As for Villard, PBOT has decided to pull back on earlier plans to create a full median that would have limited some turning movements by drivers on this very popular cut-through street. A partial median that will come with a newly painted crosswalk and make it safer for everyone to cross is in the process of being designed and its installation is imminent. Asked why the more robust option won’t be built, Cohen said PBOT has plans for other median diverters in the neighborhood (a full diverter has already been installed on Greeley at Willamette) and they, “Need to look at how neighborhood traffic patters will work holistically.” In other words, PBOT’s approach is to go light on diversion until they see what impact other changes might make to driving patterns. If cut-throughs at Villard remain an issue, “It’s really easy to come back later and fill it in,” Cohen said.
And I’ve saved the best news for last: PBOT is going to add concrete curbs as a protective measure.
According to Cohen, they heard from residents that the white, plastic, delineator wands don’t jibe with their vision for making Rosa Parks look and feel like a neighborhood street. Local neighborhood associations asked PBOT to go back to the drawing board and find additional funding for a different type of protective material. Cohen said they found the money and the new plan is to install concrete traffic separators. The curbs will be the same design as the ones used on North Lombard in St. Johns that we reported about earlier this month (in photo above).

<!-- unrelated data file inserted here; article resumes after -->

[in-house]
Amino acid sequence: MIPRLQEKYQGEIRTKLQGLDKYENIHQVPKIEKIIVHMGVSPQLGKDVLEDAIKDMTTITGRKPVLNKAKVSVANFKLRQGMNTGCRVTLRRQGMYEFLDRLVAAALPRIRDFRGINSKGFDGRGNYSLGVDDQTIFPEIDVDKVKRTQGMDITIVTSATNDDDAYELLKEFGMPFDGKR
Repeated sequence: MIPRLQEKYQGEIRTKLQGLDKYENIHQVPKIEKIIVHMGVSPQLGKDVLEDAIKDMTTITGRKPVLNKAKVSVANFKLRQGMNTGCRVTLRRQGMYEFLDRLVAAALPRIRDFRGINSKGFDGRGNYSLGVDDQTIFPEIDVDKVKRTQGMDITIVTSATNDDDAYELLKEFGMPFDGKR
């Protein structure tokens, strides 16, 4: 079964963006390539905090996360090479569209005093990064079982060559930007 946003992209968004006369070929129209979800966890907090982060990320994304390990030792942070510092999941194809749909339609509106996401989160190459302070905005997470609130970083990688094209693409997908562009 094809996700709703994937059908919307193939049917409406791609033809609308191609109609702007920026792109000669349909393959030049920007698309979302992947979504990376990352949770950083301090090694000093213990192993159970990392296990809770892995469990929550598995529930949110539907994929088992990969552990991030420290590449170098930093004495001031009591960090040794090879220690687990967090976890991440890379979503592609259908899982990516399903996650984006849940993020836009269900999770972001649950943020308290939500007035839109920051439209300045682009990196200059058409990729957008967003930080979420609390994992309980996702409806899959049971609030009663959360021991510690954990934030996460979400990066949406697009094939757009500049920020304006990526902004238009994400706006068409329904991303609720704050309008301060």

“I think it’s going to look great,” Cohen said. “These [curbs] will look better and will protect the bike lane more than plastic wands.”
Asked if the entire project will have some form of physical protection, Cohen said yes. Except for intersections, driveways, a small section near a parking cut-out in front of Arbor Lodge Coffee, and the I-5 overpass (which is managed by ODOT), Cohen promised that the entire length of the lane would be protected by either plastic wands or concrete curbs. Overall, he estimated Rosa Parks will be about 70/30 curbs/wands once the project is fully complete. And that’s the only rub with this news. Because the curbs are still new to PBOT, they aren’t stocked by the maintenance crews and the work will have to be contracted out, leading to a delay. Cohen says they’ll install the curbs in spring of next year.